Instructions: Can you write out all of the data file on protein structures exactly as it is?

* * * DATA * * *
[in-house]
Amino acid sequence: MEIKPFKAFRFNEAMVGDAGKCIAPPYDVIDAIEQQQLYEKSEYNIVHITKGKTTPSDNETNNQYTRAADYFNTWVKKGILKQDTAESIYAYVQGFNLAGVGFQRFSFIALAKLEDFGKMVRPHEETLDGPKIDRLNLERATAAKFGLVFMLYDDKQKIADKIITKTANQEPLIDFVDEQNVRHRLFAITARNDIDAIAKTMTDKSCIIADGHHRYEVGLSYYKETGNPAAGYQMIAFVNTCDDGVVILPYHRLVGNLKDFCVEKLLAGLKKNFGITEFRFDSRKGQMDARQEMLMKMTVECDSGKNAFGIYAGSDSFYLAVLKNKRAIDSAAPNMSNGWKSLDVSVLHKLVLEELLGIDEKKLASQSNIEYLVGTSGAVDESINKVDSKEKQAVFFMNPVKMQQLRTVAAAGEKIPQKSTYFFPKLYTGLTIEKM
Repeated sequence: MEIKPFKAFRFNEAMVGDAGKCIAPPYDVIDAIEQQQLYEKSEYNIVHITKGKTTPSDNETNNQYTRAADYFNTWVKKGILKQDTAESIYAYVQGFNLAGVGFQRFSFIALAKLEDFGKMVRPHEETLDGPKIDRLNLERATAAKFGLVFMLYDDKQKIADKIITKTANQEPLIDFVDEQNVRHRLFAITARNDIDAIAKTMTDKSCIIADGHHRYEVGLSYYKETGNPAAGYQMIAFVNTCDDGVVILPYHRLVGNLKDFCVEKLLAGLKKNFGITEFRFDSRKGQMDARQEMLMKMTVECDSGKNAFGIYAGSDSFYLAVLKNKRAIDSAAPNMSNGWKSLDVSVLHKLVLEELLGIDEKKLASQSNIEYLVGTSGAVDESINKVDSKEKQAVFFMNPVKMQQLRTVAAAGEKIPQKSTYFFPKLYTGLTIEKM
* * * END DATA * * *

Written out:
[in-house]
Amino acid sequence: MEIKPFKAFRFNEAMVGDAGKCIAPPYDVIDAIEQQQLYEKSEYNIVHITKGKTTPSDNETNNQYTRAADYFNTWVKKGILKQDTAESIYAYVQGFNLAGVGFQRFSFIALAKLEDFGKMVRPHEETLDGPKIDRLNLERATAAKFGLVFMLYDDKQKIADKIITKTANQEPLIDFVDEQNVRHRLFAITARNDIDAIAKTMTDKSCIIADGHHRYEVGLSYYKETGNPAAGYQMIAFVNTCDDGVVILPYHRLVGNLKDFCVEKLLAGLKKNFGITEFRFDSRKGQMDARQEMLMKMTVECDSGKNAFGIYAGSDSFYLAVLKNKRAIDSAAPNMSNGWKSLDVSVLHKLVLEELLGIDEKKLASQSNIEYLVGTSGAVDESINKVDSKEKQAVFFMNPVKMQQLRTVAAAGEKIPQKSTYFFPKLYTGLTIEKM
Repeated sequence: MEIKPFKAFRFNEAMVGDAGKCIAPPYDVIDAIEQQQLYEKSEYNIVHITKGKTTPSDNETNNQYTRAADYFNTWVKKGILKQDTAESIYAYVQGFNLAGVGFQRFSFIALAKLEDFGKMVRPHEETLDGPKIDRLNLERATAAKFGLVFMLYDDKQKIADKIITKTANQEPLIDFVDEQNVRHRLFAITARNDIDAIAKTMTDKSCIIADGHHRYEVGLSYYKETGNPAAGYQMIAFVNTCDDGVVILPYHRLVGNLKDFCVEKLLAGLKKNFGITEFRFDSRKGQMDARQEMLMKMTVECDSGKNAFGIYAGSDSFYLAVLKNKRAIDSAAPNMSNGWKSLDVSVLHKLVLEELLGIDEKKLASQSNIEYLVGTSGAVDESINKVDSKEKQAVFFMNPVKMQQLRTVAAAGEKIPQKSTYFFPKLYTGLTIEKM